Sprint TV:

The service is the only one to offer full primetime episodes of ABC hits such as Grey's Anatomy and Ugly Betty—both on a linear ABC Mobile network and on-demand—as part of a broader deal with Disney (full episodes of CBS series are also available on demand).

The ABC Mobile network also offers footage not seen during the live TV broadcast of news programs such as Good Morning America. There's also a Disney Channel 24/7 feed featuring full-length programs including the telemovie High School Musical II and series such as Hannah Montana. The ABC News Now channel (not exclusive to Sprint) offers live breaking-news coverage.

Sprint also has an exclusive deal to carry a simulcast of the NFL Network; the deal does not include live games, but does offer an on-demand section with game highlights and other clips from the league. Sprint also offers the CNN Mobile feed.

It has offered exclusive “mobisodes” from Fox based on storylines from hits Prison Break and 24, and plans to do more with the network. A new crew of actors appear in the mobile versions of both shows, but the action is consistent with the plots for the network versions. The Prison Break: Proof of Innocence series of two-minute shorts broke ground by including 10-second pre-roll spots for Toyota as the automaker sought a new way to reach young adults.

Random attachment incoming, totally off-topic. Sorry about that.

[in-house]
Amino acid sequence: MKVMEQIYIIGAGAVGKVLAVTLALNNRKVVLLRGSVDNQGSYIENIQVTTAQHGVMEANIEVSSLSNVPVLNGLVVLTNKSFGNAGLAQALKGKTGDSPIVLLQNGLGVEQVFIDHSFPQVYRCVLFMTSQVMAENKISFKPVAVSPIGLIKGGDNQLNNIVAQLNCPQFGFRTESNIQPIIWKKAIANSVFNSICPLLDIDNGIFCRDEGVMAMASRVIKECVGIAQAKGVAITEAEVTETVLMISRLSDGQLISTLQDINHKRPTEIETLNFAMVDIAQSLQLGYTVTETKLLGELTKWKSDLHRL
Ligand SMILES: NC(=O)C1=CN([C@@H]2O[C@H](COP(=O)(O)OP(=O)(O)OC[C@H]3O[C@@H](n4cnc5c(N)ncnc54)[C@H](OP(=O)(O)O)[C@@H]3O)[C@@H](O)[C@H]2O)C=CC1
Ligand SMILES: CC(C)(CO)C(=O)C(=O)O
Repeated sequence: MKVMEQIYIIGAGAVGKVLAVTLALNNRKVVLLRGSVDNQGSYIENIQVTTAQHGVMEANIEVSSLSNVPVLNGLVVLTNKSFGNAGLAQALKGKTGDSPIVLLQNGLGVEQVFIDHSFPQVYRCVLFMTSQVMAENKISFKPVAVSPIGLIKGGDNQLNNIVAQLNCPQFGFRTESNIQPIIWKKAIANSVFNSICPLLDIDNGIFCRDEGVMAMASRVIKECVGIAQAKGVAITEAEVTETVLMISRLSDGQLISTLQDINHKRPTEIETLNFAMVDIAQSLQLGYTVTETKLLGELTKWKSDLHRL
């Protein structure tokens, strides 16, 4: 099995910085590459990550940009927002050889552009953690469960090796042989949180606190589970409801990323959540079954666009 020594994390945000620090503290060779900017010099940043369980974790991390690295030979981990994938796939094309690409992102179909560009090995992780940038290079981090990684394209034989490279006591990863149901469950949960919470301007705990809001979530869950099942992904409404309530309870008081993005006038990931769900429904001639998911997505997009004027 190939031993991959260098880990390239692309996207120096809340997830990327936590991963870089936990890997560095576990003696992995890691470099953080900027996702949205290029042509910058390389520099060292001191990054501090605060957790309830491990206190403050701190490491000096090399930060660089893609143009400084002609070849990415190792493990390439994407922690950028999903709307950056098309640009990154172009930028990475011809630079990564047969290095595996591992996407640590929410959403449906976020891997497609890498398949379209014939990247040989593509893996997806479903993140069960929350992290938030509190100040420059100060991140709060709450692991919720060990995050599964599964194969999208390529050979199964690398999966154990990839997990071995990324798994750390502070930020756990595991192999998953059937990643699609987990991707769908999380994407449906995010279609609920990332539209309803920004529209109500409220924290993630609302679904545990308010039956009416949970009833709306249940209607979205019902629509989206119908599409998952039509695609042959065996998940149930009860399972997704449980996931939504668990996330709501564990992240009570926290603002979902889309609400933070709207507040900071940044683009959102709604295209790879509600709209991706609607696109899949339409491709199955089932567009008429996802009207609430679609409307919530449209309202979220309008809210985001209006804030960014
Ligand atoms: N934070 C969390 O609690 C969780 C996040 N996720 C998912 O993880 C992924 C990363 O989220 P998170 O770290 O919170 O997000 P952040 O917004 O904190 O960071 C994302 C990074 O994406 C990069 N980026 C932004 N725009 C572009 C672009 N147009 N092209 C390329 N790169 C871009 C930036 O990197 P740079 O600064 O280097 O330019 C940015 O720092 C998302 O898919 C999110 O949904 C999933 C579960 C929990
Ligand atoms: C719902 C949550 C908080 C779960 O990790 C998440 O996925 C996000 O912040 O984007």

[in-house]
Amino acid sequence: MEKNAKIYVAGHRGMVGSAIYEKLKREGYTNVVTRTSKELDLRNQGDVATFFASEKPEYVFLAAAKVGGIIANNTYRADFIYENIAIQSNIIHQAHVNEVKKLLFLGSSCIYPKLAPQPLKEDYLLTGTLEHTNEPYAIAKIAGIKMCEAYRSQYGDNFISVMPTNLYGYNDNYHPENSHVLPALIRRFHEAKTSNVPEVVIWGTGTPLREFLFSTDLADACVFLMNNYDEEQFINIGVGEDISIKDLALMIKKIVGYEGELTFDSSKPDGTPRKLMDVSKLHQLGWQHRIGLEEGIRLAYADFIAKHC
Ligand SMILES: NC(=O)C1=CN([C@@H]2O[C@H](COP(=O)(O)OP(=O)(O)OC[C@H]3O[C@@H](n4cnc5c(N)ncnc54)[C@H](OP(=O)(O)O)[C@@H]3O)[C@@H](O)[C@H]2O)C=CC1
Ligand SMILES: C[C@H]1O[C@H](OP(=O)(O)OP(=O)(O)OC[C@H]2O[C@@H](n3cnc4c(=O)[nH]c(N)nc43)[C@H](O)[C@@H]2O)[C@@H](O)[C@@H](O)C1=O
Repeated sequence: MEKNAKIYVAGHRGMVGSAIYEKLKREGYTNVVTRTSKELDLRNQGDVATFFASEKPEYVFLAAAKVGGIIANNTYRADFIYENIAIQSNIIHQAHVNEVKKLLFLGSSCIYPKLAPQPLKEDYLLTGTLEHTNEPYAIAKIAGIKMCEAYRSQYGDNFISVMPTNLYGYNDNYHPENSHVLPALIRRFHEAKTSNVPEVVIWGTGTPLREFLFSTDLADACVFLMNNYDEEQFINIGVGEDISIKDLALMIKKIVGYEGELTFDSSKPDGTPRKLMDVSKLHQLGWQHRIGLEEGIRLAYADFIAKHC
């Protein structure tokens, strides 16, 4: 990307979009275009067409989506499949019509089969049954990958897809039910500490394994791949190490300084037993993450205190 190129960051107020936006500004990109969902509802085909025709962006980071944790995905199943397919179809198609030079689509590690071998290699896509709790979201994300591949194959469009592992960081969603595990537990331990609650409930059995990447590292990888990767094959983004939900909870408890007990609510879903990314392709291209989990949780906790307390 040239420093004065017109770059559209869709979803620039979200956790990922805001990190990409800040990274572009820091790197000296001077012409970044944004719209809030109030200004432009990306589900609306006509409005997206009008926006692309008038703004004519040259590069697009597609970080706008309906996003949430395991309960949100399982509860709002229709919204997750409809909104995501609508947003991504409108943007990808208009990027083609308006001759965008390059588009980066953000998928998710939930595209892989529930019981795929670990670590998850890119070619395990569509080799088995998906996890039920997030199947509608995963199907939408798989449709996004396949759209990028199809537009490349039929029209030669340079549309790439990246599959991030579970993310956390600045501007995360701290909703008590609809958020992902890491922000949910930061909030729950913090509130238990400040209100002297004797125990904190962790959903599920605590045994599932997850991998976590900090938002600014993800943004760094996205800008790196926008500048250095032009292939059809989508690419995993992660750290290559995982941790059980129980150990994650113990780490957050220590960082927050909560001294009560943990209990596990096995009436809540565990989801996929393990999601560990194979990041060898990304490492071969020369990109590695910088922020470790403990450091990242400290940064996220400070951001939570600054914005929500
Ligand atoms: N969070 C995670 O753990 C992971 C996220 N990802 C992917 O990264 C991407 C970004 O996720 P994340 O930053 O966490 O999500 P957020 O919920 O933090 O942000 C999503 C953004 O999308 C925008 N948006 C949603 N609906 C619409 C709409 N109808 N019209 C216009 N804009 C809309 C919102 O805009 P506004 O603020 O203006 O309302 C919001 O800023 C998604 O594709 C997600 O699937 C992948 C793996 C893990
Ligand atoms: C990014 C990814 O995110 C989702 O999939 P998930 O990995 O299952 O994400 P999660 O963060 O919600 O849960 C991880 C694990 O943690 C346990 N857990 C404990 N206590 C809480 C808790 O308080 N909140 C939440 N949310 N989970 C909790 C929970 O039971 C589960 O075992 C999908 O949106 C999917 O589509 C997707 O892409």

Axcess TV on Alltel:

Like AT&T and Sprint, Alltel offers the suite of simulcast and mobile-only channels provided by MobiTV.

Alltel features an NBC Universal network dedicated to airing a loop of FridayNight Lights episodes; simulcasts of MSNBC and Fox News; and an NBC Sports channel programmed for mobile that is offering live simulcasts of Notre Dame football games this fall. Also not unique to Alltel are four channels from Discovery, one from the Oxygen network and a simulcast of The Weather Channel. But the carrier, a sponsor of a NASCAR car, does offer its own dedicated Alltel Racing Channel.

Local stations:

Raleigh, N.C.-based News Over Wireless gives local stations the opportunity to distribute video clips covering news, weather and sports, helping them diversify revenue streams. Some 81 stations—including CBS O&Os, and Gannett and LIN TV outlets—offer content under a My Local TV banner on Sprint TV. The clips aren't live and are no more than two minutes in length, but they can be updated throughout the day.

Users who pay the $4.95 access fee can view clips from every market. Separately, News Over Wireless offers consumers the opportunity to receive the service free with ads, and on carriers besides Sprint. Other companies are also helping stations stream video.

Special mobile content:

As more consumers subscribe to mobile TV services, networks are developing content specifically with the platform in mind. CBS Mobile this week will debut Danny Bonaduce: Life Coach on major carriers. Eight original animated shorts, with Bonaduce doing voiceover, will be released every two weeks (the content will also be available on cbs.com and elsewhere).

Sprint has already offered exclusive “mobisodes” and plans more mobile-only content. And ABC has run a series of original video shorts, called Voicemail, about a 20-something slacker, on both ABC.com and mobile.